Landscape, Community, Countryside: Linking Biophysical and Social Scales in US Corn Belt Agricultural Landscapes

dc.contributor.author Atwell, Ryan
dc.contributor.author Schulte, Lisa
dc.contributor.author Schulte-Moore, Lisa
dc.contributor.author Westphal, Lynne
dc.contributor.department Natural Resource Ecology and Management
dc.date 2018-02-16T12:27:00.000
dc.date.accessioned 2020-06-30T06:11:49Z
dc.date.available 2020-06-30T06:11:49Z
dc.date.issued 2009-01-01
dc.description.abstract <p>Understanding the interplay between ecological and social factors across multiple scales is integral to landscape change initiatives in productive agricultural regions such as the rural US Corn Belt. We investigated the cultural context surrounding the use of perennial cover types—such as stream buffers, wetlands, cellulosic bioenergy stocks, and diverse cropping rotations—to restore water quality, biodiversity, and ecosystem function within a Corn Belt agricultural mosaic in Iowa, USA. Through ethnographic techniques and 33 in-depth interviews, we examined what was most important to rural stakeholders about their countryside. We then used photo elicitation to probe how interviewees’ assessments of farm practices involving perennial cover types were related to their sense of place. Our interviewees perceived their rural ‘‘countryside’’ as a linked social and biophysical entity, identifying strongly with the farming lifestyle and with networks of people across</p> <p>the landscape. While most interviewees approved of perennial farm practices on marginal agricultural land, implementation of these practices was neither a priority nor strongly assimilated into rural experience and ethics. We identified three scale boundaries in our interviewees’ perception of place which present key challenges and opportunities for landscape change: landscape-community, individualcommunity, and community-institution. In all cases, community social norms and networks—exhibited at landscape spatial scales—may be instrumental in bridging these boundaries and enabling networks of perennial cover types that span privately owned and operated farms.</p>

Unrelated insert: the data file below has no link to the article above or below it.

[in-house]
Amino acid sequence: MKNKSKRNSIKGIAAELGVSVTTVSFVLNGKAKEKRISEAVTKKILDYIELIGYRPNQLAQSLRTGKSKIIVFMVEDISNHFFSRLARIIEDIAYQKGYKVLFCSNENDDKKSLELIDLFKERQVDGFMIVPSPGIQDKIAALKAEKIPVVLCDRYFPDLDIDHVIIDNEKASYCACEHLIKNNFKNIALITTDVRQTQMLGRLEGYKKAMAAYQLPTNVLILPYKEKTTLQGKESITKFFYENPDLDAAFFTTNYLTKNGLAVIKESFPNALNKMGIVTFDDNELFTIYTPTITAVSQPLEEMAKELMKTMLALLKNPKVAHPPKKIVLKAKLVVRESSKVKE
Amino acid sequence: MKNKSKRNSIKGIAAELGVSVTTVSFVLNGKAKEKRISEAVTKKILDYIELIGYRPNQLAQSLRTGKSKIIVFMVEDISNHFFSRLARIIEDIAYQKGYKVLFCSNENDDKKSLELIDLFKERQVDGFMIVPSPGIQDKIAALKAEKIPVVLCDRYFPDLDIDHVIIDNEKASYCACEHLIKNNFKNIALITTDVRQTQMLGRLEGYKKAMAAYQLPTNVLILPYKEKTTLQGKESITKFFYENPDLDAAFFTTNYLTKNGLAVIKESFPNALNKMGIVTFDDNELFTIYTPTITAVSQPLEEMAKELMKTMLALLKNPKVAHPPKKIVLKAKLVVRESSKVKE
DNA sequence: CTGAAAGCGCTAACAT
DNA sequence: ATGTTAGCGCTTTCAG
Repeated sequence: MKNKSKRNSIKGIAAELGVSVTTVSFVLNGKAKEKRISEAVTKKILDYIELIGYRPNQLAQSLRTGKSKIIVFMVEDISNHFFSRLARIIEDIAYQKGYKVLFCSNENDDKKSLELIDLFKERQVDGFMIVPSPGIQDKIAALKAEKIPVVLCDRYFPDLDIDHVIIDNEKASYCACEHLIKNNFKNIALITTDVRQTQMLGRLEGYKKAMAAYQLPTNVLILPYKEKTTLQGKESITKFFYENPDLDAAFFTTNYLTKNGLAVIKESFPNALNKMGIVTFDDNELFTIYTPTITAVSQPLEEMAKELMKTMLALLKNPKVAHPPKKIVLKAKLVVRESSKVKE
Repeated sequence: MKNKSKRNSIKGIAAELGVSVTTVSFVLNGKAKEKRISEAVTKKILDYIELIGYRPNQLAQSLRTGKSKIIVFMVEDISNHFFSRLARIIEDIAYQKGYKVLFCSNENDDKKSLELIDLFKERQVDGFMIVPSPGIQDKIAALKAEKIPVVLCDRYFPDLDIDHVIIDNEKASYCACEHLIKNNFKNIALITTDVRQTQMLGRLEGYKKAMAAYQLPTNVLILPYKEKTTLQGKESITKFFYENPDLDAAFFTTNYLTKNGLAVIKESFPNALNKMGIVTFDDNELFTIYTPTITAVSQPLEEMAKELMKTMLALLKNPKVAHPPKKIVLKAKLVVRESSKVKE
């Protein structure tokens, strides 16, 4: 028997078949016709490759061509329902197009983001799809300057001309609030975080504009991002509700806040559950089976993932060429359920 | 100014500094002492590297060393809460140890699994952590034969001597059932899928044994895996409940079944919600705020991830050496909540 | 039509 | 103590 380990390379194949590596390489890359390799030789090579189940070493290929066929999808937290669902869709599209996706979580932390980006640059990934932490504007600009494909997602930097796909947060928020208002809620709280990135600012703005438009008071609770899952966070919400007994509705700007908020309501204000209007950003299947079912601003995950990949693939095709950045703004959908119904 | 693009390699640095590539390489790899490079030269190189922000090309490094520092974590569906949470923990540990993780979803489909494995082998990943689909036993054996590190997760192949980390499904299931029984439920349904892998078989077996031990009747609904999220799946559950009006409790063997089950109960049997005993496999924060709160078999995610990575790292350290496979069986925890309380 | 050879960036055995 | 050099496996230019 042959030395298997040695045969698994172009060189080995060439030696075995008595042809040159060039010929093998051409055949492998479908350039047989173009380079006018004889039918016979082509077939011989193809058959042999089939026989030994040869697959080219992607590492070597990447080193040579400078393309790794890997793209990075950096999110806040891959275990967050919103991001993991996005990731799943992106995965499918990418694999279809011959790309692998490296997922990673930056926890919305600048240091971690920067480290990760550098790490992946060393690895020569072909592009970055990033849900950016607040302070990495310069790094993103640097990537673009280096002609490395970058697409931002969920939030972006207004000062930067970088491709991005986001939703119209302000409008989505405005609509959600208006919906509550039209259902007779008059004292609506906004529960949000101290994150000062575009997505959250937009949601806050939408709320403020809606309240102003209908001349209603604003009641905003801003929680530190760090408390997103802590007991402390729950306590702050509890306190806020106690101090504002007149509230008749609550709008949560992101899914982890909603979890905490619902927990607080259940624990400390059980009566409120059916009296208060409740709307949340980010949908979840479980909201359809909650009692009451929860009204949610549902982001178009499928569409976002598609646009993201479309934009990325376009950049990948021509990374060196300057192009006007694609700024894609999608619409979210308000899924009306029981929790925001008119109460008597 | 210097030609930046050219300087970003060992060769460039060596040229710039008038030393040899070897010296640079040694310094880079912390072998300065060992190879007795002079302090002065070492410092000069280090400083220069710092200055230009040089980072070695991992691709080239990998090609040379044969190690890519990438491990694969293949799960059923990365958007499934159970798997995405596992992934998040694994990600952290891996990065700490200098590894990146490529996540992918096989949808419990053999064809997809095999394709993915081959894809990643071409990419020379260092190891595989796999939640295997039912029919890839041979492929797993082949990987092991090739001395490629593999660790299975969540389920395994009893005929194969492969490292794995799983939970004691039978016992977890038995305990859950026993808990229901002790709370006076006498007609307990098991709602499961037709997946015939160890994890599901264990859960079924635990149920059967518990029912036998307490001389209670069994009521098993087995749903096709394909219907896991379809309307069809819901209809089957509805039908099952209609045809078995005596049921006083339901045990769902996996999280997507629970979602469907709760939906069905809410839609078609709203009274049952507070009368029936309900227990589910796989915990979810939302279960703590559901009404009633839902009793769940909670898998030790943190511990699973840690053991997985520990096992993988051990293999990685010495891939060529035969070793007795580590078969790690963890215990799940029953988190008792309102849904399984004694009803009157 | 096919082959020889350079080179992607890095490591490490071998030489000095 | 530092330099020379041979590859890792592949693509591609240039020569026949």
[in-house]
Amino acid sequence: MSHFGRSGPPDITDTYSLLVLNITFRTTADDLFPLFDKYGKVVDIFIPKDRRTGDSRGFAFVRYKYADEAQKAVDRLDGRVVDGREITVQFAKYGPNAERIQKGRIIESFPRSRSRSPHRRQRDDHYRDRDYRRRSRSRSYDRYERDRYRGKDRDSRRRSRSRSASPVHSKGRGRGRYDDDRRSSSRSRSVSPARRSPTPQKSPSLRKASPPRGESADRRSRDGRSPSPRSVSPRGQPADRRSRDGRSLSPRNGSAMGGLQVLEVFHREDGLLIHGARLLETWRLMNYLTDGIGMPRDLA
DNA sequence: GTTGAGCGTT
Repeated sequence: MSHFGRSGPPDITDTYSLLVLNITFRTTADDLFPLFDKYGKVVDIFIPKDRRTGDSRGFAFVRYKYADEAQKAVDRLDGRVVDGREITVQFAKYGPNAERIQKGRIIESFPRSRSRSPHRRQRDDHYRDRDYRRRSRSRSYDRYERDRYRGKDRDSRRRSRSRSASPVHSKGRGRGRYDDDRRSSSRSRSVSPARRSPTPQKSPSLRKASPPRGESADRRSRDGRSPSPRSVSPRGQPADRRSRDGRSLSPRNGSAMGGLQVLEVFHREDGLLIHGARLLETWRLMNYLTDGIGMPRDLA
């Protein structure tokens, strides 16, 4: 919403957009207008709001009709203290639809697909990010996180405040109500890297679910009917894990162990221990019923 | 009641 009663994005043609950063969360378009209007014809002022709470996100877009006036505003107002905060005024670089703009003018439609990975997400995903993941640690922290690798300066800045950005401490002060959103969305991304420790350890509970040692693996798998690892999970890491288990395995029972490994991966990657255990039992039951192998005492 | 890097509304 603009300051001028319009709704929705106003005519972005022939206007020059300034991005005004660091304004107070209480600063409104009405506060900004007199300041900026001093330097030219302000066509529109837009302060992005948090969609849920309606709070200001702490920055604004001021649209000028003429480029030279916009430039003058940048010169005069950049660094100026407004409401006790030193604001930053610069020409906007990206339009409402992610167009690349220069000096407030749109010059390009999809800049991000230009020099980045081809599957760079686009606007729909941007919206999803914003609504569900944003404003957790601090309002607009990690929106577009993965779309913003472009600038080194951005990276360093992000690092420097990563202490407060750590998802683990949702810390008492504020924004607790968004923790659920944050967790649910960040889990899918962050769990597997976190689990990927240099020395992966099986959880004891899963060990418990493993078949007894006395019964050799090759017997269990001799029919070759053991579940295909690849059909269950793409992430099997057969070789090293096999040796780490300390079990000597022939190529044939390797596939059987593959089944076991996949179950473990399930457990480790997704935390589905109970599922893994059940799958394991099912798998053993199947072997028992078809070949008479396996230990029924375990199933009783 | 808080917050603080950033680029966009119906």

dc.description.comments <p>This article is from <em>Landscape Ecology</em> 24 (2009): 791, doi:<a href="http://dx.doi.org/10.1007/s10980-009-9358-4" target="_blank">10.1007/s10980-009-9358-4</a>.</p>
dc.format.mimetype application/pdf
dc.identifier archive/lib.dr.iastate.edu/nrem_pubs/147/
dc.identifier.articleid 1151
dc.identifier.contextkey 7203868
dc.identifier.s3bucket isulib-bepress-aws-west
dc.identifier.submissionpath nrem_pubs/147
dc.identifier.uri https://dr.lib.iastate.edu/handle/20.500.12876/56160
dc.language.iso en
dc.source.bitstream archive/lib.dr.iastate.edu/nrem_pubs/147/2009_Schulte_LandscapeCommunity.pdf|||Fri Jan 14 20:24:52 UTC 2022
dc.source.uri 10.1007/s10980-009-9358-4
dc.subject.disciplines Agricultural Science
dc.subject.disciplines Biodiversity
dc.subject.disciplines Environmental Monitoring
dc.subject.disciplines Natural Resources and Conservation
dc.subject.disciplines Natural Resources Management and Policy
dc.subject.keywords complexity
dc.subject.keywords Iowa
dc.subject.keywords non-point source pollution
dc.subject.keywords perennial vegetation
dc.subject.keywords restoration
dc.subject.keywords social-ecological systems
dc.subject.keywords water quality
dc.title Landscape, Community, Countryside: Linking Biophysical and Social Scales in US Corn Belt Agricultural Landscapes
dc.type article
dc.type.genre article
dspace.entity.type Publication
relation.isAuthorOfPublication 54a6b538-1698-4d40-9c1a-cca3b5108bef
relation.isOrgUnitOfPublication e87b7b9d-30ea-4978-9fb9-def61b4010ae
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